Serbian police have arrested a senior special police officer on suspicion of assassinating Serbian Prime Minister Zoran Djindjic.
Jovanovic served with special police during the wars of the 1990s
Mr Djindjic's successor as prime minister, Zoran Zivkovic, said the man was a deputy commander of the Unit for Special Operations (JSO), Zvezdan Jovanovic, aged 38.
The JSO was disbanded on Tuesday by Serbian authorities and its former members have been ordered to hand in their arms, uniforms and official identity cards.
"Police have identified the person who, there are good grounds to suspect, fired at late Prime Minister Zoran Djindjic," he told a news conference.
"He was arrested yesterday and has been detained for further investigation."
Mr Djindjic was killed by a sniper's bullet outside government buildings in Belgrade on 12 March.
Just hours after the killing, Serbian authorities blamed a criminal gang led by a former JSO commander Milorad Lukovic.
Mr Zivkovic said the current JSO commander, Dusan Maricic, had been removed from his position and detained for further investigation.
He also said police had found a German-made Heckler Koch G3 sniper rifle, which they believe to be the murder weapon.
This is not the end of the investigation - it will be ended once all involved have been arrested and brought to justice
Prime Minister Zoran Zivkovic
More than 1,000 people have been arrested and nearly 400 charged since the killing.
Mr Lukovic and another chief suspect, Dusan Spasojevic, are still at large.
"This is not the end of the investigation. It will be ended once all involved have been arrested and brought to justice," said Mr Zivkovic.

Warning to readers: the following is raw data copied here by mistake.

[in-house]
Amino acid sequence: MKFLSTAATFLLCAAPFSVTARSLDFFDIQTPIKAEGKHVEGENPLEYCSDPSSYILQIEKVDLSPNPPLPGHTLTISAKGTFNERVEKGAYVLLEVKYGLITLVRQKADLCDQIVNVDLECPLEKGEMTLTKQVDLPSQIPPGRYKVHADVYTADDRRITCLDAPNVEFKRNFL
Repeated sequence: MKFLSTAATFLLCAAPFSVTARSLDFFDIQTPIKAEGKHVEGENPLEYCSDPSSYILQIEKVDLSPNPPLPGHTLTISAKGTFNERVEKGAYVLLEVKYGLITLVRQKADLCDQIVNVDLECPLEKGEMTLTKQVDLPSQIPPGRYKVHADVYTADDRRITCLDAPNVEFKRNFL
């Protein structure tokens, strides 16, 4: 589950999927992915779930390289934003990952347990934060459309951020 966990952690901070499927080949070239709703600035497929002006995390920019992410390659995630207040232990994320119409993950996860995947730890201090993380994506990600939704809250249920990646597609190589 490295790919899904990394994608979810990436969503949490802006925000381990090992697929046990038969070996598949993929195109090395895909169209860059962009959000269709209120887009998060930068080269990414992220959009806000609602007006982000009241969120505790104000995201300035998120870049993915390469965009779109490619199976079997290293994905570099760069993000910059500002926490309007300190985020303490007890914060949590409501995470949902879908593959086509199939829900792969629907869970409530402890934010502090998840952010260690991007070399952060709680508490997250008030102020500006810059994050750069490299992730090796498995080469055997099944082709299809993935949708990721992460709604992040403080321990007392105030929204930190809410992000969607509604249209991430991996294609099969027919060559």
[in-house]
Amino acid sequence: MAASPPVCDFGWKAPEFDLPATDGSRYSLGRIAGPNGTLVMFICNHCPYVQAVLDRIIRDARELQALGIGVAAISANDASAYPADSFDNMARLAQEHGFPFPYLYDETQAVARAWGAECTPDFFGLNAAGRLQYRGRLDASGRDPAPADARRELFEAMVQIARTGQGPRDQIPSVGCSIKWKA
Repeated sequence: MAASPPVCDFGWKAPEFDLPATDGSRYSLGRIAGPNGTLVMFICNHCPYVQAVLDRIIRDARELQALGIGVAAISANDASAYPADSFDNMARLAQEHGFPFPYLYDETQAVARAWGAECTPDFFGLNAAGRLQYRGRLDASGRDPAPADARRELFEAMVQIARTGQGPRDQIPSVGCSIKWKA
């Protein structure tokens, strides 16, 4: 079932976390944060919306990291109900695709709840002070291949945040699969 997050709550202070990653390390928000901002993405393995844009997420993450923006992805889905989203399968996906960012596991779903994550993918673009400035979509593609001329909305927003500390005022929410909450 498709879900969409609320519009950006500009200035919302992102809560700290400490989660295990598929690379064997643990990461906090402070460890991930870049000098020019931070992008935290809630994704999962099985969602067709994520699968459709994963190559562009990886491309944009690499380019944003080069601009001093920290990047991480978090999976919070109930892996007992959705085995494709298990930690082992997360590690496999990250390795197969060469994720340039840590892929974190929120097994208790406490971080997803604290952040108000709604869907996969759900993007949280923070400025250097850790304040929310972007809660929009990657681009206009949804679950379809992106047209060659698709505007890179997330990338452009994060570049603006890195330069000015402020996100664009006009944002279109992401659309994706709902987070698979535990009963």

Under the state of emergency imposed after Mr Djindjic's killing, police are able to carry out arrests without warrants, and to keep suspects in detention for 30 days without charge.
Police have said that the Djindjic hit squad consisted of three people dressed as workers, who took up position in a building opposite the government offices.
Mr Djindjic was killed by one shot to the chest as he got out of his car on crutches.
Mr Zivkovic said the sniper suspects had links to the Zemun organised crime clan, which is led by Mr Lukovic.
Zoran Djindjic made enemies of criminals and hardline nationalists
He said another man suspected of aiding the sniper, Sasa Pejakovic, had also been arrested.
Serbian officials at first suggested that Mr Djindjic had been killed because he had declared war on organised crime.
However, they have also noted that his readiness to send war crimes suspects including Slobodan Milosevic to the international war crimes tribunal, angered hardline nationalists.
The JSO has been blamed for numerous atrocities committed during the Balkan wars.
Zvezdan Jovanovic was a member of the paramilitary unit during the wars of the 1990s.